A few weeks before filming began on Bleeker Street’s poignant drama “Supernova” stars Colin Firth and Stanley Tucci did a switcheroo. They decided to flip their roles. Filmmaker Harry Macqueen (“Hinterland”) originally cast Tucci as Sam; a pianist who has been partners with novelist Tusker (Firth) for 20 years. They have decided to travel in a cramped RV through England’s Lake District to visit with friends and family before Tusker’s early onset dementia advances.
During a recent Zoom conversation with Firth, Tucci and Macqueen moderated by Variety’s Marc Malkin, Tucci explained that “as we started to sort of get towards rehearsal Colin said, ‘I think we should switch roles.’ I said, ‘I actually have been thinking the same thing.’ We told Harry, who I know was horrified at that.” But Maqueen was more amenable to the change telling his actors to read several scenes as cast and then flipping it. “We all went, ‘Well, that makes more sense,’” said Tucci. “I’m not quite sure why, but it did. Rhythmically, something made more sense. So, suddenly, I was playing Tusker”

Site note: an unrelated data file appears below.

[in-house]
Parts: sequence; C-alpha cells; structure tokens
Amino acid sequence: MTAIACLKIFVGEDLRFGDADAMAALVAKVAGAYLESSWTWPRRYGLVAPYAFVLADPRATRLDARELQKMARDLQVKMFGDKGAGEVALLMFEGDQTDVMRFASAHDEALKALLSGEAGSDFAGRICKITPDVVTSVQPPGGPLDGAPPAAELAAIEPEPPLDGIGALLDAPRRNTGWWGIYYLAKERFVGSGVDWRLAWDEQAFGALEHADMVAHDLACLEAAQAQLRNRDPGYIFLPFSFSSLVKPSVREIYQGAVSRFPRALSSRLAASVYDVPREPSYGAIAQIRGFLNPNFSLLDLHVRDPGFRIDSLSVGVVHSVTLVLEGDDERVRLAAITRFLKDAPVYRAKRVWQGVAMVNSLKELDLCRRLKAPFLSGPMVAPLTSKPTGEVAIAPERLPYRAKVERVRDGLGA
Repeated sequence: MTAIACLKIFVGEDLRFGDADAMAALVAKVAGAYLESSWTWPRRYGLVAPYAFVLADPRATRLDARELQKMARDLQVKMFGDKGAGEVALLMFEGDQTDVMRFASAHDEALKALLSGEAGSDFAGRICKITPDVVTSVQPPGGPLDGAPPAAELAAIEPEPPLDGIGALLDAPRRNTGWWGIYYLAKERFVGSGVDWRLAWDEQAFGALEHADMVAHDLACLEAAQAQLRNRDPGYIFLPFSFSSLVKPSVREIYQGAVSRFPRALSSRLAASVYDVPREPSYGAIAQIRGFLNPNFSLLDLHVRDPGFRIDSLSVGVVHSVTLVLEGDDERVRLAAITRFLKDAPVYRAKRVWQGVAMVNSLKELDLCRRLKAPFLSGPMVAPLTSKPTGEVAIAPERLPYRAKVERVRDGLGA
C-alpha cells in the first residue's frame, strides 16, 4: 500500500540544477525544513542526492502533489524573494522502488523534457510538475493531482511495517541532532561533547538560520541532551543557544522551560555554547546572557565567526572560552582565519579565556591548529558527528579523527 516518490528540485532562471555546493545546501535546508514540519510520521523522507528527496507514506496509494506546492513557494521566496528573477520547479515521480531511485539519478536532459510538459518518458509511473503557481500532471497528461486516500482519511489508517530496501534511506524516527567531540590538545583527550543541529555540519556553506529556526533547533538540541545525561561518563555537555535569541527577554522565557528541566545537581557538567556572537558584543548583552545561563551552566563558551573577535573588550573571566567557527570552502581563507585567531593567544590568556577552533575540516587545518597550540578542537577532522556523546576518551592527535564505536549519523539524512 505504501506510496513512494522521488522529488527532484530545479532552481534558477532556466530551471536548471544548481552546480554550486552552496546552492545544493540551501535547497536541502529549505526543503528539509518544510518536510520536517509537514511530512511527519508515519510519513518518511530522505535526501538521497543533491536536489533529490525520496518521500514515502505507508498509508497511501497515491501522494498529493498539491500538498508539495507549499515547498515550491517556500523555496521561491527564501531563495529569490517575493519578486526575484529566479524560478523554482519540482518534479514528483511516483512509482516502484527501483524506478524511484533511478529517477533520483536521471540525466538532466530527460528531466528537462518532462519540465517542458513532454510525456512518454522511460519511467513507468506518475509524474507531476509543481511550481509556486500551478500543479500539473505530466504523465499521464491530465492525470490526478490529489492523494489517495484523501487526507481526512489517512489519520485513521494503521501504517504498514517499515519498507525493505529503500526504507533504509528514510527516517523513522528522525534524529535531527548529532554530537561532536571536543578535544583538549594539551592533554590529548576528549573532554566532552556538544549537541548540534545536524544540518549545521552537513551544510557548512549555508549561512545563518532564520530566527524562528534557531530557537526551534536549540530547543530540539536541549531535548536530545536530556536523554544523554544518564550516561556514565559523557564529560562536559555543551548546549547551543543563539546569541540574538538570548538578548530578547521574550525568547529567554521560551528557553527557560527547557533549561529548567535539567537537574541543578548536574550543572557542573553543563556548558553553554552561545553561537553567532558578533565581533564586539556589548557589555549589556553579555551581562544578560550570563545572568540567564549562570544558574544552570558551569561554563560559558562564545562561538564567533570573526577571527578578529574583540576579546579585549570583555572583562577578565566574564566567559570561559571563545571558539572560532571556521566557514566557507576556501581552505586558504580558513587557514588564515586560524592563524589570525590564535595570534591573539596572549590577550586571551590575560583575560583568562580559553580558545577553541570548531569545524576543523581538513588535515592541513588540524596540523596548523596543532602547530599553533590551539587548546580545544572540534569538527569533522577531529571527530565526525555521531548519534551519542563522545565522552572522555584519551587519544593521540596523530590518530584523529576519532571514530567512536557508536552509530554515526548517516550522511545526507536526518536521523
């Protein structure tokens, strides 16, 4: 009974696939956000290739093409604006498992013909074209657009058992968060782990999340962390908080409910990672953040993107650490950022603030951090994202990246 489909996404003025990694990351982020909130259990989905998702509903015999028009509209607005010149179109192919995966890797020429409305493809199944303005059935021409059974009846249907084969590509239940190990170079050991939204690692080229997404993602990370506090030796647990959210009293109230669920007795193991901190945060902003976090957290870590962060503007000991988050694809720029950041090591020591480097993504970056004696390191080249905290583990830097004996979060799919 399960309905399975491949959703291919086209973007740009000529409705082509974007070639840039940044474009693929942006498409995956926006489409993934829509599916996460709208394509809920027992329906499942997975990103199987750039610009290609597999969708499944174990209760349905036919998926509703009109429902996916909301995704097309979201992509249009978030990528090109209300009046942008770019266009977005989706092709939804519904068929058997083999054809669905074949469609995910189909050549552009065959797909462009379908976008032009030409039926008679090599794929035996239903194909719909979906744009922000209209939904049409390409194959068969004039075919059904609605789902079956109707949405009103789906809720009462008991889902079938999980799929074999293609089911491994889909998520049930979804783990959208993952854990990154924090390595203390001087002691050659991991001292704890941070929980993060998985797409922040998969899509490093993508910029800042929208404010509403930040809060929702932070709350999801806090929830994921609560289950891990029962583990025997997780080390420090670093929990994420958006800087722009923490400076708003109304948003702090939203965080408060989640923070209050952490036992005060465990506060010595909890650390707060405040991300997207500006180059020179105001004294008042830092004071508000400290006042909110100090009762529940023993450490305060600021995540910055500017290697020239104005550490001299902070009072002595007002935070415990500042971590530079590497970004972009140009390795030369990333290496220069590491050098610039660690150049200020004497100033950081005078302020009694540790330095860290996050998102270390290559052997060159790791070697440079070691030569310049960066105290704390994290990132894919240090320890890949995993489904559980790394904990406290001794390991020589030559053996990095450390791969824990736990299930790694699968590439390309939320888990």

The idea for “Supernova,” which is having a limited theatrical release before heading to streaming on Feb. 16, began germinating about five or six years ago. “A couple of things happened in quite quick succession to me,” said the British writer/director. “The first thing I was working with a middle-aged lady who, over the year I worked with her, changed hugely from being someone who was very lovely and generous and fun to being someone who was kind of opposite of that. About six months later, I found she had been diagnosed with young onset dementia.”
And simultaneously, a friend of Macqueen’s father had to be put in a care home with that type of dementia just after his 60th birthday. “So, these things made me really want to learn about dementia just as a human really,” he said. “So, I spent two years volunteering for various charities and spending a lot of time with people who are living through this kind of thing. So, the story really is inspired by that kind of privileged time that I had and still have.”